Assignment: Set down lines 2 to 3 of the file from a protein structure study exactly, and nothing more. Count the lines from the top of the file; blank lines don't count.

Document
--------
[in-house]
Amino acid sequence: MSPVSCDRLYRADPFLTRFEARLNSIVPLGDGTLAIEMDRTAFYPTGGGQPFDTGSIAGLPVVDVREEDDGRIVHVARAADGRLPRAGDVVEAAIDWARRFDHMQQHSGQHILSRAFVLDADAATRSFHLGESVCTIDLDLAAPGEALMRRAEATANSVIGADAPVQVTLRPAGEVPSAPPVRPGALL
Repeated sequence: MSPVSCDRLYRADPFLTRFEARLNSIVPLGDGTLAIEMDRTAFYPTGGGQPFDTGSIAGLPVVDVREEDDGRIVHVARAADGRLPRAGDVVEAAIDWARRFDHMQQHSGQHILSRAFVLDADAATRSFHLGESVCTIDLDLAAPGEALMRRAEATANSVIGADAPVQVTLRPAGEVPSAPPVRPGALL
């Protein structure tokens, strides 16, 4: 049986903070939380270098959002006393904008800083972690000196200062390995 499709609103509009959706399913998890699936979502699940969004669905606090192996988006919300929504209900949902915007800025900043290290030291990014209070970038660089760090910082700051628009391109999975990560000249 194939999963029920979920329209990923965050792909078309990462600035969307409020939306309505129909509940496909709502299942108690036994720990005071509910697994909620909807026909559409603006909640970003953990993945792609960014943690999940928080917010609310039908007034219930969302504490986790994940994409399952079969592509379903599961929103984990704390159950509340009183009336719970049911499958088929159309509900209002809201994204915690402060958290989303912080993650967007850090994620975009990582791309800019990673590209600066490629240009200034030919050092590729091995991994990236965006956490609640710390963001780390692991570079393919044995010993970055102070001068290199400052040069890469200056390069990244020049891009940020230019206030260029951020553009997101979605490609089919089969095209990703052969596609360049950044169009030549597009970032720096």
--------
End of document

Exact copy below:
Amino acid sequence: MSPVSCDRLYRADPFLTRFEARLNSIVPLGDGTLAIEMDRTAFYPTGGGQPFDTGSIAGLPVVDVREEDDGRIVHVARAADGRLPRAGDVVEAAIDWARRFDHMQQHSGQHILSRAFVLDADAATRSFHLGESVCTIDLDLAAPGEALMRRAEATANSVIGADAPVQVTLRPAGEVPSAPPVRPGALL
Repeated sequence: MSPVSCDRLYRADPFLTRFEARLNSIVPLGDGTLAIEMDRTAFYPTGGGQPFDTGSIAGLPVVDVREEDDGRIVHVARAADGRLPRAGDVVEAAIDWARRFDHMQQHSGQHILSRAFVLDADAATRSFHLGESVCTIDLDLAAPGEALMRRAEATANSVIGADAPVQVTLRPAGEVPSAPPVRPGALL